1. When you move to execution make sure you have, in addition to the current state and future state customer journey maps, a Service Blueprint design that covers all operational aspects required to make an impact on the end customer.
  2. Plan a change management process that will work the customer-centric culture aspects, building a longer-term commitment of employees and managers to integrate customer needs as part of their daily job.
  3. Put in place a Customer Data infrastructure that will allow your organization to listen to customers and act upon their feedback in a systematic manner.

To conclude, I suggest that customer journeys and the operating model are two sides of the same coin and need to be worked on at the same time in order to create impact on customer experience. In customer-driven companies the operating model is a CX driven Operating Model differing not in the means that all organizations put in place to run their business, but in the customer-centric mindset of their employees, the holistic view of customer needs and expectations reflected from the customer 360 view and the business processes that are designed to serve customer requirements.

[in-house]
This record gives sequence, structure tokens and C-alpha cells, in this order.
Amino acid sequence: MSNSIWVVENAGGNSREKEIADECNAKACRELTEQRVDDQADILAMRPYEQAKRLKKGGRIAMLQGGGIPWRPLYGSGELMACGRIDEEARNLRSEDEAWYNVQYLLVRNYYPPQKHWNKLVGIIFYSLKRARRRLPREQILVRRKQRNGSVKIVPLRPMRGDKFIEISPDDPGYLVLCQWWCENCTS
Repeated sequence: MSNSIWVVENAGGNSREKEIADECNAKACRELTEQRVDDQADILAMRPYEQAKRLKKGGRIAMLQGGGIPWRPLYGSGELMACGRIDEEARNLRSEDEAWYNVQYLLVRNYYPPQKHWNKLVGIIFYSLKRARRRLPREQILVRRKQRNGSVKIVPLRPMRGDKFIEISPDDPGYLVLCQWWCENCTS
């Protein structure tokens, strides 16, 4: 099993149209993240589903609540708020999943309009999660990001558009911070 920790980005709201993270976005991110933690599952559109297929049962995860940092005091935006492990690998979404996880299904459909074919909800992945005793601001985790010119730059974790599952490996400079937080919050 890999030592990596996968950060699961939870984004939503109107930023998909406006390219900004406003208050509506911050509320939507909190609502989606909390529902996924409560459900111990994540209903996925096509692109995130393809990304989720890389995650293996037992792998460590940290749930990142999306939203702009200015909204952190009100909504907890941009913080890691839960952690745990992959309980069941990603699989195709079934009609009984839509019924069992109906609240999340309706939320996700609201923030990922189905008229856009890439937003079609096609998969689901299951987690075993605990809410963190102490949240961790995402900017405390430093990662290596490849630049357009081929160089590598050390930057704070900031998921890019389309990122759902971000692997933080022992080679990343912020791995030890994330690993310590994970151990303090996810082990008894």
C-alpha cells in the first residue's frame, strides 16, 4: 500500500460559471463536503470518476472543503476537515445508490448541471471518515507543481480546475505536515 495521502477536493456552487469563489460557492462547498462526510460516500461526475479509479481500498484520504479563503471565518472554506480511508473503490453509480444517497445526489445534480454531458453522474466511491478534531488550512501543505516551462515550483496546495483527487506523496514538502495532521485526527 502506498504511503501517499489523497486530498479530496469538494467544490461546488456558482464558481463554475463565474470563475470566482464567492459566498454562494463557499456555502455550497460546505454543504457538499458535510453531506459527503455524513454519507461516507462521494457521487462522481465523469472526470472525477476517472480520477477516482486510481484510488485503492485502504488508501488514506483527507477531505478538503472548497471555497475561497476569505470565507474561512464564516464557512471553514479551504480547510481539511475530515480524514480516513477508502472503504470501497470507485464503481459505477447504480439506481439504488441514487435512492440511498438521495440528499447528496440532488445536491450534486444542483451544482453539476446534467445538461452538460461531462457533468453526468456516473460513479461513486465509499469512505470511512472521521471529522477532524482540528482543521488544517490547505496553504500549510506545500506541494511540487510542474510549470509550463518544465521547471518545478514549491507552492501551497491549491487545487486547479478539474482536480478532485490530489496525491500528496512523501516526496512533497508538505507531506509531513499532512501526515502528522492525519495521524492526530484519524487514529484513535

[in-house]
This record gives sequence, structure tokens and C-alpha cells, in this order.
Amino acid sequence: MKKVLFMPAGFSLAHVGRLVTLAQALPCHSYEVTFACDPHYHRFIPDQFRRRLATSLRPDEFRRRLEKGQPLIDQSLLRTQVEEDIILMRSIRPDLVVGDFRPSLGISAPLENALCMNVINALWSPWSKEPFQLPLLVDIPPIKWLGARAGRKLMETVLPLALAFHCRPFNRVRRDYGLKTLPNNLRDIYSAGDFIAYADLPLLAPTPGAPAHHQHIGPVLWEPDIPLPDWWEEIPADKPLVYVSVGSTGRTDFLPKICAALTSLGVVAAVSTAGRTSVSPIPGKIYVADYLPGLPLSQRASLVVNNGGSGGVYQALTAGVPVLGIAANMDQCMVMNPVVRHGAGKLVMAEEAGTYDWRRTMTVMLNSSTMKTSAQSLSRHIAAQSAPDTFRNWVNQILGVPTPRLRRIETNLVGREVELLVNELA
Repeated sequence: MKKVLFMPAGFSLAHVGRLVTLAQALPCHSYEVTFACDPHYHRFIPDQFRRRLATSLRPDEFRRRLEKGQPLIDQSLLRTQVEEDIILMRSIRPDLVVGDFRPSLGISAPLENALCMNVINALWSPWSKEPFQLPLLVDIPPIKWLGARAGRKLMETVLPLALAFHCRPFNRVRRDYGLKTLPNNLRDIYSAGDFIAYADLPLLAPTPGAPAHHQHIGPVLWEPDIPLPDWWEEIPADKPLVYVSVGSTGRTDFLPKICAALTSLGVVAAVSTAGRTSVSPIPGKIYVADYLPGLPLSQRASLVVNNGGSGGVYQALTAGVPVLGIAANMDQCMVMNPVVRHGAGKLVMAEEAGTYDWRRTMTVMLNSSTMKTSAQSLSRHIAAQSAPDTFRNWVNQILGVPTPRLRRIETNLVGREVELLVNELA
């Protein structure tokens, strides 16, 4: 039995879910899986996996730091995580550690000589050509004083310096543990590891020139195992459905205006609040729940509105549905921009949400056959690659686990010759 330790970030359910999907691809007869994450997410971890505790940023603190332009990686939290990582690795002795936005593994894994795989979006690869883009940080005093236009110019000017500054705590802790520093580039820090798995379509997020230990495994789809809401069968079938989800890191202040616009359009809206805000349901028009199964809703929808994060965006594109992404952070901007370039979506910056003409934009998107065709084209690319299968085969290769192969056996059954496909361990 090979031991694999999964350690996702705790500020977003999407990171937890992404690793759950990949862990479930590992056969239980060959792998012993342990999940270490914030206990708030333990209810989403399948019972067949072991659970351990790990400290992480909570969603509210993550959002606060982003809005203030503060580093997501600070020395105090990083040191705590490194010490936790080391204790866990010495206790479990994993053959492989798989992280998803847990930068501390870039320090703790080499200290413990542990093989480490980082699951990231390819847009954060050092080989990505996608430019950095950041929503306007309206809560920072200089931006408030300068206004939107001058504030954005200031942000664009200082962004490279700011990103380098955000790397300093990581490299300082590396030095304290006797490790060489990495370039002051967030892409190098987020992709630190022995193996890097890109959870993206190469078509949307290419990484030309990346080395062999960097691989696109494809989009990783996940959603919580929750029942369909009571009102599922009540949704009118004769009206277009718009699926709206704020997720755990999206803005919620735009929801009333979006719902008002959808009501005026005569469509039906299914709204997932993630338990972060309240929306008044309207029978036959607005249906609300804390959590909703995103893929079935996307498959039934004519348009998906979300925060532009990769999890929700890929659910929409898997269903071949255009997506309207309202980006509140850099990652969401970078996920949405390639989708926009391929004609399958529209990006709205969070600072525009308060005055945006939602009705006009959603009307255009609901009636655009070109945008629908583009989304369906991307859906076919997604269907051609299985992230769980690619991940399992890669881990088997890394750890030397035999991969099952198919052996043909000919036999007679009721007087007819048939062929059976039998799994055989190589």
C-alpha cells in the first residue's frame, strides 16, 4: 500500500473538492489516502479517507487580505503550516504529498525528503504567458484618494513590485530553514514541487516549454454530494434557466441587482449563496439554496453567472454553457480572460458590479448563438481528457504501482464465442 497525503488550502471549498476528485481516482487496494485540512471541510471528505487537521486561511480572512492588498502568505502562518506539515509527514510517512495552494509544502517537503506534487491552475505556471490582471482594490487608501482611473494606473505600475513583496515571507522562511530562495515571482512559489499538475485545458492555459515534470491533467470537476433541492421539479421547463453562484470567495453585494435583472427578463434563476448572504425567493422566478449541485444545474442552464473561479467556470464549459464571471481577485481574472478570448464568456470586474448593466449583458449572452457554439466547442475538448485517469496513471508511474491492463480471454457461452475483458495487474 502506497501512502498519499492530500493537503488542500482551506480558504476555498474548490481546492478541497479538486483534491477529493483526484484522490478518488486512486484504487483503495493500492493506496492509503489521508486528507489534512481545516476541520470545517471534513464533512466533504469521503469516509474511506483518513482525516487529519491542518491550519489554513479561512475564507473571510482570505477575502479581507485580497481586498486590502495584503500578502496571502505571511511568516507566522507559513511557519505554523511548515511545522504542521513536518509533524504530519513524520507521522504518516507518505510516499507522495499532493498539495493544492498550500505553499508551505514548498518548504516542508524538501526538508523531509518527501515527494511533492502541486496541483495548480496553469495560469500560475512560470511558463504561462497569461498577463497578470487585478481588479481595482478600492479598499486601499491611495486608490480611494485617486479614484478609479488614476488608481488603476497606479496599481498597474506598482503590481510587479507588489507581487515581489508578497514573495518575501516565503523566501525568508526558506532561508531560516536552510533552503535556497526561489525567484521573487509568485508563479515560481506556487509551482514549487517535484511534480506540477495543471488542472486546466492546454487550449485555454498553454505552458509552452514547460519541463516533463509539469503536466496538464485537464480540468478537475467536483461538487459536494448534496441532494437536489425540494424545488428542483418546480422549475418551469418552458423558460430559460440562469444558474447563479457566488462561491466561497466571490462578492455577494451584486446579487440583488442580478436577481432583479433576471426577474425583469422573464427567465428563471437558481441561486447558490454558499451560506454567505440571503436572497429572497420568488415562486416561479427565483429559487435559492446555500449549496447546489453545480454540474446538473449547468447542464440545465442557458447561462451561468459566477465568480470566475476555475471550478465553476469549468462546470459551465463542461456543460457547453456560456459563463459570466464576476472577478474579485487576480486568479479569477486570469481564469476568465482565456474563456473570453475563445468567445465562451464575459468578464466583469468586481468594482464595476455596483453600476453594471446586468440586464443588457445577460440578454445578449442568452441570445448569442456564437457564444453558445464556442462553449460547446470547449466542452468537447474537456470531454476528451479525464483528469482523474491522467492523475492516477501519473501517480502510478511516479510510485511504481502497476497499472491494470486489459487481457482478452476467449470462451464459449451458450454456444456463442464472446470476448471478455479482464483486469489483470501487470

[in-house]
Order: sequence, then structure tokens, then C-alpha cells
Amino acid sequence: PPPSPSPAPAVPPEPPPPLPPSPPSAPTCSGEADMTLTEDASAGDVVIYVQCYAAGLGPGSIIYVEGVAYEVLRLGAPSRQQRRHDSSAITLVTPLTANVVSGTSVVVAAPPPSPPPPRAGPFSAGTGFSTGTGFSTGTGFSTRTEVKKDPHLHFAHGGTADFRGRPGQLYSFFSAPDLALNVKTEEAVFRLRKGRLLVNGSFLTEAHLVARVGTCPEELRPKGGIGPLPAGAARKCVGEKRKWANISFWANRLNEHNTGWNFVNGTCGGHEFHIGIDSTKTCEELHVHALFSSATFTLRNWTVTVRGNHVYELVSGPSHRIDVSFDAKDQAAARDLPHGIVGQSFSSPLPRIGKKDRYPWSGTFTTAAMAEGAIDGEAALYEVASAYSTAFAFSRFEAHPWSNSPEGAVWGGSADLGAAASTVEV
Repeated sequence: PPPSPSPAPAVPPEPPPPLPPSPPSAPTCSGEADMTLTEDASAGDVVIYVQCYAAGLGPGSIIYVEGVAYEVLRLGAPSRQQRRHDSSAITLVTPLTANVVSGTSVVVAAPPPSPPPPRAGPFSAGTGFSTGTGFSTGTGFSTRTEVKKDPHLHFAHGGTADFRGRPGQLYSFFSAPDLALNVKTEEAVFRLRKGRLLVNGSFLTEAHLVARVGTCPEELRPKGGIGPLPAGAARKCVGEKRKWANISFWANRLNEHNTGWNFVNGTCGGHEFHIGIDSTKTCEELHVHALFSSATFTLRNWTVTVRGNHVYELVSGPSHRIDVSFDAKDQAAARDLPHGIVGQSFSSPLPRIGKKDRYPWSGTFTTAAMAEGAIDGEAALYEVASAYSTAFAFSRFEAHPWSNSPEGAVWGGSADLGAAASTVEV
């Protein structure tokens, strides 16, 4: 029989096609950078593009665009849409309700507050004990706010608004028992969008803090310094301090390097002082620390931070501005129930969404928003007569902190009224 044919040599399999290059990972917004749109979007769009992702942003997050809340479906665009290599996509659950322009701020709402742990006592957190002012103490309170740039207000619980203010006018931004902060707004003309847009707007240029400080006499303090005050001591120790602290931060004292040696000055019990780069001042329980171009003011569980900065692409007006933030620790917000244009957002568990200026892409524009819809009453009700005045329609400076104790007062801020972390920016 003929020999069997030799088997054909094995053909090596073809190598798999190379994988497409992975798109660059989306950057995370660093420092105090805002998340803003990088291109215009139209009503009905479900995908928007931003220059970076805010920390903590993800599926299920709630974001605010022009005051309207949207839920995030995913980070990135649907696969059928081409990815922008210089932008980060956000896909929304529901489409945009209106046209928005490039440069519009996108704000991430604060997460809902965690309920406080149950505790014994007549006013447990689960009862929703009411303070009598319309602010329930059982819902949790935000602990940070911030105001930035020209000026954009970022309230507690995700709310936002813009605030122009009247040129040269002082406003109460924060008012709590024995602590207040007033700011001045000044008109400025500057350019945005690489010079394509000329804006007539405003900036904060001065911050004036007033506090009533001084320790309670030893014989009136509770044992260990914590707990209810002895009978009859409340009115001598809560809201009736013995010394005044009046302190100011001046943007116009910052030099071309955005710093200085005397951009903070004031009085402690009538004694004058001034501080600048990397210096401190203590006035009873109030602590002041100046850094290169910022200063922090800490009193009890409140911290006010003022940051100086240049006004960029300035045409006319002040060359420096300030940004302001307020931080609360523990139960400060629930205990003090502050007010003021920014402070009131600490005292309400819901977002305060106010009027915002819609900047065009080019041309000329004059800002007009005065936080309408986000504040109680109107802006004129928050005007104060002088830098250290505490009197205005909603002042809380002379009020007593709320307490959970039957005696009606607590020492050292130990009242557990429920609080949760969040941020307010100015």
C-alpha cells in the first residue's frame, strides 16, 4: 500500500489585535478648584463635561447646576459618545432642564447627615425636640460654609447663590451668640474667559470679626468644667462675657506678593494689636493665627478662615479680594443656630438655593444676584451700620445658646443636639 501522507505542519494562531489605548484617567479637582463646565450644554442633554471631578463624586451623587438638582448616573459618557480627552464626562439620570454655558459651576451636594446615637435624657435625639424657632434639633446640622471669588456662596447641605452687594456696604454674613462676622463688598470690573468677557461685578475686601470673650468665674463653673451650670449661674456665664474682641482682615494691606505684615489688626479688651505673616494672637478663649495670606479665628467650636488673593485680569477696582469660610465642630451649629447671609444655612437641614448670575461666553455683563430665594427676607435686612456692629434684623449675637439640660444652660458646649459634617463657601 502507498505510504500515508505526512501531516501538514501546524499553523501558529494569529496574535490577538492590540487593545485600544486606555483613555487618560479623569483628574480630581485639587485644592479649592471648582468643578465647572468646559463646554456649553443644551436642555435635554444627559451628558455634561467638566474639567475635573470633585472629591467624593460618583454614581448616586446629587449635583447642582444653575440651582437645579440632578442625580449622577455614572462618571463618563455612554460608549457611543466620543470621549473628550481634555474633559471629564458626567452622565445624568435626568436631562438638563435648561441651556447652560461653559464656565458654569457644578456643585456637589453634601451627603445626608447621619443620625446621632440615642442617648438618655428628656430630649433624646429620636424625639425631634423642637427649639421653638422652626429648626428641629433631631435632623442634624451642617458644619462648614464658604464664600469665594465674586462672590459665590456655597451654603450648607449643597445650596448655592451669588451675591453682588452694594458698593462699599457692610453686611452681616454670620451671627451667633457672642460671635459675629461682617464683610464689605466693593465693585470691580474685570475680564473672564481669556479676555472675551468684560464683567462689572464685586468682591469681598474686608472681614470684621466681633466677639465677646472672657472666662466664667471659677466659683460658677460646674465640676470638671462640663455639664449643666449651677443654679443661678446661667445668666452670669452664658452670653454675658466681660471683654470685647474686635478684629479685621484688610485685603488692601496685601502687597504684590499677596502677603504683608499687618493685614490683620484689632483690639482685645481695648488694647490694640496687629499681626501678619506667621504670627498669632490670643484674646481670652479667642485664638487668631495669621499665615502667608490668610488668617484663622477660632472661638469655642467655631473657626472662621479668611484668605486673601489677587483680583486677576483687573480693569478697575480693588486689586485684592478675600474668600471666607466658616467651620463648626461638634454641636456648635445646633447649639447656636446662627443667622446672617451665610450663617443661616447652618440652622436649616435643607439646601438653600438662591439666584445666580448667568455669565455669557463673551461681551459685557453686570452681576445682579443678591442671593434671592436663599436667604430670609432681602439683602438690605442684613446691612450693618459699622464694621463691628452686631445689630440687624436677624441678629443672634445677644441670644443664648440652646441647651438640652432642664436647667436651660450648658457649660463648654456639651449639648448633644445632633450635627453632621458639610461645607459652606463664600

Eytan Hattem is a passionate Customer Experience professional with a proven track record in large international Customer Engagement projects through his work as a business consultant supporting clients in their digital transformation journey. As a CCXP certified professional, Eytan consults global businesses across multiple sectors to help them understand and transform their customer journeys through best practices and innovative technologies. A true evangelist and thought leader, Eytan speaks, judges and writes regularly within the CX industry media with authority and passion plus mentors fellow CX professionals to spread the power of customer experience!